Saturday, 9 August 2014


“The far interior of our fate, to civilise and to create”.
The bi-sexual poet W. H. Auden wrote those words in his poem New Year Letter 1940 as the world around descended into chaos and darkness. Attached to those words was a pen portrait of his Eden, the hills and mines on my backdoor in the North Pennines.
For me this has for nearly 20 years been a seminal influence on my thinking. Just now I have been far away from the North Pennines and from Auden and lounging in some other similar and lush culture. The family spent a fortnight at Fort Belan beside the Menai Strait in North Wales. The sun smiled. A true fortnight’s delight. The Tour De France was on and we had managed to see this at the Grinton hill climb before going away. Then the Tour was followed by the Commonwealth Games. Humanity at its best, true internationalism. Humans can achieve great good. From the 1920s onwards the Welsh architect William Clough Ellis was doing this at Portmeirion. A landlord who did not spend money on a selfish display of oppressive extravagance like Penrhyn Castle at Bangor which we also visited, but one who took a Welsh hillside and estuary and created a fantasy all can visit and stay in. I’ve stayed at Portmeirion in December 1986. And whilst Clough created his fantasy, world history has come and gone. Portmeirion has seen off the Nazis and the Communists. Will it see off the atrocities of the Middle East?
For while we were away, almost cut off from Wifi and with limited 3G and with me positively not facebooking, the world was tearing itself apart in Gaza and Irak. The cradle of civilisation, the Biblical town of Nineveh, all witnessing to 21st century terror.
Clough was an atheist but more than that he was a tolerant eclectic human full of warmth. I warm to him. I bought his own text on his village (also well known to fans of Number 6). We saw his work in several other places including the Lloyd George Museum. It was there we read of Lloyd George’s views on Palestine.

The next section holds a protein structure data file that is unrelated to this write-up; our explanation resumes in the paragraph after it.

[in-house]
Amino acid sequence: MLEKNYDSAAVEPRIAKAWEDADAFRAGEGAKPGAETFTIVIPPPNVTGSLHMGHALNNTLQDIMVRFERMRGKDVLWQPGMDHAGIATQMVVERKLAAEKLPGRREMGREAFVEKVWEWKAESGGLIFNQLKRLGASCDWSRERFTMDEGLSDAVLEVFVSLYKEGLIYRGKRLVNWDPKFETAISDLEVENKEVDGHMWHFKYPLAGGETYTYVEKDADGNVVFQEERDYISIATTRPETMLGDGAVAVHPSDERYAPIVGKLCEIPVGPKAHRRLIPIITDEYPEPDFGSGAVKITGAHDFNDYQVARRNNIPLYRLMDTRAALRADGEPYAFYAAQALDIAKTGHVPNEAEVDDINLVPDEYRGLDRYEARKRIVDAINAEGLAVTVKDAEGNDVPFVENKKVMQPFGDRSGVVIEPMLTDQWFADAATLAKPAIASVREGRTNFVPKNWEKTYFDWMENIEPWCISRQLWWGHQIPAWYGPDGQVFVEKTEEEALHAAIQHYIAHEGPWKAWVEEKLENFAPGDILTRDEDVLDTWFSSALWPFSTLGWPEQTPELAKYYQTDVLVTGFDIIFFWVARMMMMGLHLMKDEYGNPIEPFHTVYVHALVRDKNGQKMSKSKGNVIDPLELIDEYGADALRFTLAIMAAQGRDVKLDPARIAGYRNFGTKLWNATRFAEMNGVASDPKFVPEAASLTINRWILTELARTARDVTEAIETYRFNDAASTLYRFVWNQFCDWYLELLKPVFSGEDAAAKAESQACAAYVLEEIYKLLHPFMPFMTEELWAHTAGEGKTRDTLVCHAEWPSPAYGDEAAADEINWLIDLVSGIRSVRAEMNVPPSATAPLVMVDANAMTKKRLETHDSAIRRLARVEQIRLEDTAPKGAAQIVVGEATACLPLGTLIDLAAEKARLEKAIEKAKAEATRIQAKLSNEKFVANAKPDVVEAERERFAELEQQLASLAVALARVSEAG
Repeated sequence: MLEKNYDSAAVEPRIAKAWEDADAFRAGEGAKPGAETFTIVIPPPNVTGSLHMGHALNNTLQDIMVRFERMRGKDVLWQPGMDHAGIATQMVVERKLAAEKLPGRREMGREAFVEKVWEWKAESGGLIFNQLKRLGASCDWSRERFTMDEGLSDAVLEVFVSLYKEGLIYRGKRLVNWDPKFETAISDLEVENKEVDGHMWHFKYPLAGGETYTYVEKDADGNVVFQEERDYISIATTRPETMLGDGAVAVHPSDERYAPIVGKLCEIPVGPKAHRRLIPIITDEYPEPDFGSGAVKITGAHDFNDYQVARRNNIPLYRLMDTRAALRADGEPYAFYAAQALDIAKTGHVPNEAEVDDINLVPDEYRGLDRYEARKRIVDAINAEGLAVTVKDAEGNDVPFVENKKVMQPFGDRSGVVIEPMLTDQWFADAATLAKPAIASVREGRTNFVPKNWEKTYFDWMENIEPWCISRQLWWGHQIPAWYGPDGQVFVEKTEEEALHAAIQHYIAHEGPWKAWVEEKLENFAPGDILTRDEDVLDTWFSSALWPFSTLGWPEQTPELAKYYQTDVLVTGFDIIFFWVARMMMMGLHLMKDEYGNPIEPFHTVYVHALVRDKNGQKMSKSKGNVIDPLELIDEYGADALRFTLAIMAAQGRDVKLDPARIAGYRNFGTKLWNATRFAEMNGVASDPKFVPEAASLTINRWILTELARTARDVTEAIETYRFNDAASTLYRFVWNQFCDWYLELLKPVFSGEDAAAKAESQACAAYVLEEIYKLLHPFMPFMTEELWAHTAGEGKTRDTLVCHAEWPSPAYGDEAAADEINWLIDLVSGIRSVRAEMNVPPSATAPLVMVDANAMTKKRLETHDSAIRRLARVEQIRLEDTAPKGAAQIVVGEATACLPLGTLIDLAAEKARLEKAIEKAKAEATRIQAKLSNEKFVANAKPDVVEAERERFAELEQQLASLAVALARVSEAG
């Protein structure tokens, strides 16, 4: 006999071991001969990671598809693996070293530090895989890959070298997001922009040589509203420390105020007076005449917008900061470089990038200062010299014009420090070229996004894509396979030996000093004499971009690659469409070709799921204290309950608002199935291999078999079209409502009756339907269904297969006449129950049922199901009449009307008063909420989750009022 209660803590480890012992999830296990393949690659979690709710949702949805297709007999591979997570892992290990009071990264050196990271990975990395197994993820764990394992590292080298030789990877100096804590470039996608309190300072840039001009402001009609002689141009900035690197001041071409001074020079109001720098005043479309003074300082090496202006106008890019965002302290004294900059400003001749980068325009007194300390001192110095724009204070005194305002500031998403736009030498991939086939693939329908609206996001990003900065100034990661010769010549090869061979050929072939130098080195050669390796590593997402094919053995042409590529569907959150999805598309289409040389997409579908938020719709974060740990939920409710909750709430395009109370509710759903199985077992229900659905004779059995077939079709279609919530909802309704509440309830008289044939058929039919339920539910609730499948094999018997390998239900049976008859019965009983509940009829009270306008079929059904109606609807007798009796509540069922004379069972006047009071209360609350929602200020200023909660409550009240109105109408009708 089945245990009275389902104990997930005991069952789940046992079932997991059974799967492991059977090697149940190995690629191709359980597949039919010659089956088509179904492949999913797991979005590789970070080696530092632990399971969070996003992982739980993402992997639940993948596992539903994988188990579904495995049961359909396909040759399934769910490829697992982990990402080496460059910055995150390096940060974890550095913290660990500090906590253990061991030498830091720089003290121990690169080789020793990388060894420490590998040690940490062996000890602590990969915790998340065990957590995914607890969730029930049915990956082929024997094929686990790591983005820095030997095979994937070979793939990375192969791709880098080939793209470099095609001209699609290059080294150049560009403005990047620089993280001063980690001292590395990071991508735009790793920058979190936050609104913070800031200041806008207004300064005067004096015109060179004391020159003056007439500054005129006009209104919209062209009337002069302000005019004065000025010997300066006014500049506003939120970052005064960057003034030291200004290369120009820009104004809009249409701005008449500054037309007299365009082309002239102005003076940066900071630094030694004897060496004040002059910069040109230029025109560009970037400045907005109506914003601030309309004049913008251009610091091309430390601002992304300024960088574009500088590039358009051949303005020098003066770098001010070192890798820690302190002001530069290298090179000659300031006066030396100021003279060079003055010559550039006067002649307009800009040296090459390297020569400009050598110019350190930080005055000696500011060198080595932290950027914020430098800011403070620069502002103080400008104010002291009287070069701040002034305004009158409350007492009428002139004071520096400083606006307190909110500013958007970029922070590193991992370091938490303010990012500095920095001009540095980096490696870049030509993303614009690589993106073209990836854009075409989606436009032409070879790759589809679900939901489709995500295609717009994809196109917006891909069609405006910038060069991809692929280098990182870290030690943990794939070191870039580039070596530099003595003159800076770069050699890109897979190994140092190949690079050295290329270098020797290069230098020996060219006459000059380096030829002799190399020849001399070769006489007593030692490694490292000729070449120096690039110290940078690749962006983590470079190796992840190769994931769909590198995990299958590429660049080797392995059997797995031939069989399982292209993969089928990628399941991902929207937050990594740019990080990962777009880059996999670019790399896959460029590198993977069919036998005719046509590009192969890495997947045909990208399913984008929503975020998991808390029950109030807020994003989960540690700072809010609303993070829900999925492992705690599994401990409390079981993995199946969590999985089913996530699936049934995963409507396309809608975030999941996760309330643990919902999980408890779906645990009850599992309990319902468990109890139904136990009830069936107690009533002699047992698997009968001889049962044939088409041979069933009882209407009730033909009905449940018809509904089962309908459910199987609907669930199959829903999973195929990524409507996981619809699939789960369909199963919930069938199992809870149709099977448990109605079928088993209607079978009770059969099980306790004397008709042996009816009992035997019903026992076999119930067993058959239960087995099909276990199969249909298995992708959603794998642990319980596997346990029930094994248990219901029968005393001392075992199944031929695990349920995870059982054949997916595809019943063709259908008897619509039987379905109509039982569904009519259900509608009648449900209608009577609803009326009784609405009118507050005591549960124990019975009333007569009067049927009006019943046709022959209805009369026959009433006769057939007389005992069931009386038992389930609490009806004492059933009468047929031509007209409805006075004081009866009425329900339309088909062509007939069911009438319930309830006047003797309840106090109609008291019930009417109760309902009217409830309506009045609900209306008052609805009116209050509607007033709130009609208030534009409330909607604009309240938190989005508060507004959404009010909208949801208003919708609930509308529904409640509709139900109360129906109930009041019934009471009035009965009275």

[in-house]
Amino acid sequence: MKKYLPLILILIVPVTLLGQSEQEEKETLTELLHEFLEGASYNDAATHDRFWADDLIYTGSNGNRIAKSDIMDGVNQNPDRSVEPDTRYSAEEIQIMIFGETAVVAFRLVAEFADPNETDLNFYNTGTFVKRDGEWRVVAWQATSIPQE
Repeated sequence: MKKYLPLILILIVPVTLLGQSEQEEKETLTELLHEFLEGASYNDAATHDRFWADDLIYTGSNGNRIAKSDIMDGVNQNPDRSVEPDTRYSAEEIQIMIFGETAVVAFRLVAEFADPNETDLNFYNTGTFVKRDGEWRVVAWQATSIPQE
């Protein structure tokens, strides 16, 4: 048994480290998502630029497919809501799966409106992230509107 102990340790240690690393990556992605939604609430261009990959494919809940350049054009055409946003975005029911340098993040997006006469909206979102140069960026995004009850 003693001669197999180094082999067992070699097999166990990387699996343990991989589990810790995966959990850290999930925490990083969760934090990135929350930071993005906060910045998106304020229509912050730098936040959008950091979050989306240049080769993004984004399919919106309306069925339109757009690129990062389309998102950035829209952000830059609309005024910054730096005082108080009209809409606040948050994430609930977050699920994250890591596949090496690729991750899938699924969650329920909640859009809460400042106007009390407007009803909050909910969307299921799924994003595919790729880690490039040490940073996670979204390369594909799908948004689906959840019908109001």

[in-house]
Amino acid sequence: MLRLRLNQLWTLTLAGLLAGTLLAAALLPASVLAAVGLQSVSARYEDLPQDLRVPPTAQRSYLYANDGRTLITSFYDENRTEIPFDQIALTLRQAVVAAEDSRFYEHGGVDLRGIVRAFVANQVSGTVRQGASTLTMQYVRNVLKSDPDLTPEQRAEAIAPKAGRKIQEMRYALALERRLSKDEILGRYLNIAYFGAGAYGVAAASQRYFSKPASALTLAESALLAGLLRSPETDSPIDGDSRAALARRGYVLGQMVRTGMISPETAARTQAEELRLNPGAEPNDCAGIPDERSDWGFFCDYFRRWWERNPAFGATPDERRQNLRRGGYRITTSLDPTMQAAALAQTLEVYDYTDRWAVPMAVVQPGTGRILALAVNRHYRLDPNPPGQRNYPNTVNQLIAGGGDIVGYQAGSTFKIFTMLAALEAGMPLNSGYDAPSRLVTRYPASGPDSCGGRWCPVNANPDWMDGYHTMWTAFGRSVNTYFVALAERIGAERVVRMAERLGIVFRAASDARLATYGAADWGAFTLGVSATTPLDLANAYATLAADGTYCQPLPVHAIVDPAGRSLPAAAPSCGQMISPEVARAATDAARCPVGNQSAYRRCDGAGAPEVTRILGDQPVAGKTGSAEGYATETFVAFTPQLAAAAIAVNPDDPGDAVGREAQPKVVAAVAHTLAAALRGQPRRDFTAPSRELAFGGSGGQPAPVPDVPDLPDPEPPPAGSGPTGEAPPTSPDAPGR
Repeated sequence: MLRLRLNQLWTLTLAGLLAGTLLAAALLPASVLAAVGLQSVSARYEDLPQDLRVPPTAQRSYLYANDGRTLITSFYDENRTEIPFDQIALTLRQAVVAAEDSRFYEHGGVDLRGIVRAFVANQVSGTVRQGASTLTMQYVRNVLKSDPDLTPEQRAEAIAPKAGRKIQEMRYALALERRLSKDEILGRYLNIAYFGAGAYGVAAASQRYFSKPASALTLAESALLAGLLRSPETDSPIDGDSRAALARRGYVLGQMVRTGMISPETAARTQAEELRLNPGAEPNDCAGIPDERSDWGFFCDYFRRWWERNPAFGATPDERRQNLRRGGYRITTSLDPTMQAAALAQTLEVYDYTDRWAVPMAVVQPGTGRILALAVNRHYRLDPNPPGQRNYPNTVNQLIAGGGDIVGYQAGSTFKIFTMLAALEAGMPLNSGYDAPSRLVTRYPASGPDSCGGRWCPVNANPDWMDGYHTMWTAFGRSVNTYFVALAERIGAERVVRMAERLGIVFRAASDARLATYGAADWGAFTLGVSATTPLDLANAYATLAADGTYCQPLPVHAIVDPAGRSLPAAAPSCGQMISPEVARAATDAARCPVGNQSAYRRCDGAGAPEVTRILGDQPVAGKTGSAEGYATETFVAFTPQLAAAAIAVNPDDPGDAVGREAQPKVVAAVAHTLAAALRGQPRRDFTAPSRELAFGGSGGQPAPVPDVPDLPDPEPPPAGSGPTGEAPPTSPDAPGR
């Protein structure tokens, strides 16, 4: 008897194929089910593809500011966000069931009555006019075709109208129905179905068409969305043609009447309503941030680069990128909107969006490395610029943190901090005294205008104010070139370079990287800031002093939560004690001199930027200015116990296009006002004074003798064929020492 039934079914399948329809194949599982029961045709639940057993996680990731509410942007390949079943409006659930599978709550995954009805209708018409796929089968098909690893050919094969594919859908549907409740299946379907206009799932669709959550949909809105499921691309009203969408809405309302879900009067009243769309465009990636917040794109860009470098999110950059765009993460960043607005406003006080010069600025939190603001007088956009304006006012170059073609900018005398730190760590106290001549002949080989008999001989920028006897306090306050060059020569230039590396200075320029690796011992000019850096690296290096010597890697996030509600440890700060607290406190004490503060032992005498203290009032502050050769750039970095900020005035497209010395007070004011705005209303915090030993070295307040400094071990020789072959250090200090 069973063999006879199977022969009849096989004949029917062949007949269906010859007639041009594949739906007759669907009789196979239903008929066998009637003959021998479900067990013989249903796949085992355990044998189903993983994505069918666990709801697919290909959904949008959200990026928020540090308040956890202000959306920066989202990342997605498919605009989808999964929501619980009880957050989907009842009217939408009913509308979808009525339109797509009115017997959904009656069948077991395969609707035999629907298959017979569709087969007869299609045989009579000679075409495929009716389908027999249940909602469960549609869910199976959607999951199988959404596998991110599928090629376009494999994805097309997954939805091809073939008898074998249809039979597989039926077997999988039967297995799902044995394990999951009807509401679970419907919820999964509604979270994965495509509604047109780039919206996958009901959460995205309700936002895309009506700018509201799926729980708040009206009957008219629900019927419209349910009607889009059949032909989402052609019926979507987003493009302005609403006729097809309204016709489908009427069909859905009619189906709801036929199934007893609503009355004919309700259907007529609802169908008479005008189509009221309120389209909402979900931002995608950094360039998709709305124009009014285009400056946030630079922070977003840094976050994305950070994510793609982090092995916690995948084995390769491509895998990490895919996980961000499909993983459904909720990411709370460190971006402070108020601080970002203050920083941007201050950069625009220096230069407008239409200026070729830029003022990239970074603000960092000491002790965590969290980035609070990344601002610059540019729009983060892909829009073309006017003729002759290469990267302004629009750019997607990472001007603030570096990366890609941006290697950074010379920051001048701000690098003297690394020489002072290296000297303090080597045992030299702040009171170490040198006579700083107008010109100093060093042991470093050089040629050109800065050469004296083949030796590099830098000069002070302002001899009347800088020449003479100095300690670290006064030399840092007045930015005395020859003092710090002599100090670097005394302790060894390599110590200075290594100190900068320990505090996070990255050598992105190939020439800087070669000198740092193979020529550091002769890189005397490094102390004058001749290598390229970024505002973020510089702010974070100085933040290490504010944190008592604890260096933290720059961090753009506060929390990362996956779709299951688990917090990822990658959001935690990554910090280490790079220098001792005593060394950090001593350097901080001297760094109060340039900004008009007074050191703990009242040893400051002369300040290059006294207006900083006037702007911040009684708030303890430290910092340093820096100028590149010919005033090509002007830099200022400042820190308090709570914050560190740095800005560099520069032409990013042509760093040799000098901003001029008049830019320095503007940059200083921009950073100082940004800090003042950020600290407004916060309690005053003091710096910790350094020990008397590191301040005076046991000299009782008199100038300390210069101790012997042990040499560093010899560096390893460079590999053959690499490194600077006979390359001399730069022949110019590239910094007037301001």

Oh dear, if he were alive today would he wish to change his sentiments? He expressed the view that the inhabitants of Palestine had no reason to complain about the arrival of Jews. I wonder what made him think he was qualified to give that opinion? I wonder whether ISIS or whatever it calls itself would have had the potency and traction it has gained without the fuel the West’s engagement with the Middle East since the time of Portmeirion’s creation has provided. Hammas springs from Yassah Arafat, a secular revolutionary. It is much “safer” than the religious edge now alive in Syria and Irak.
For me Portmeirion, its creator, his friends like the Keating’s and their modest house now with the National Trust at Play yn Rhiw testify to a quiet quality which is quint essentially British. I was away from the SNP debate whilst away but have been rather relieved that in the Salmon/Darling debate, Darling won. Britishness is about unity in diversity, it is not about judgement, exclusivity. It is about Commonwealth and the Queen’s opening message for the Games was unusually forthcoming in her assertion that we are greater together than divided.
I have enjoyed our fortnight’s summer holiday, a true holiday, lots of seaside ice creams, tea room like the end of Bangor pier, beaches at Porth Dinllaen (never been there before), plenty of uses for the National Trust card, back at home and back to work. The cares of the world will impinge. What will I do? Thankfully after a couple of lean years, we have work flowing again, So I will work and I will pray, and some will laugh at that.  But short of taking up arms, agitation, advocacy, charity and prayer, stand as they always have as the most most of us will do. And to do even that we need to be inspired. Holidays help to inspire and so can faith.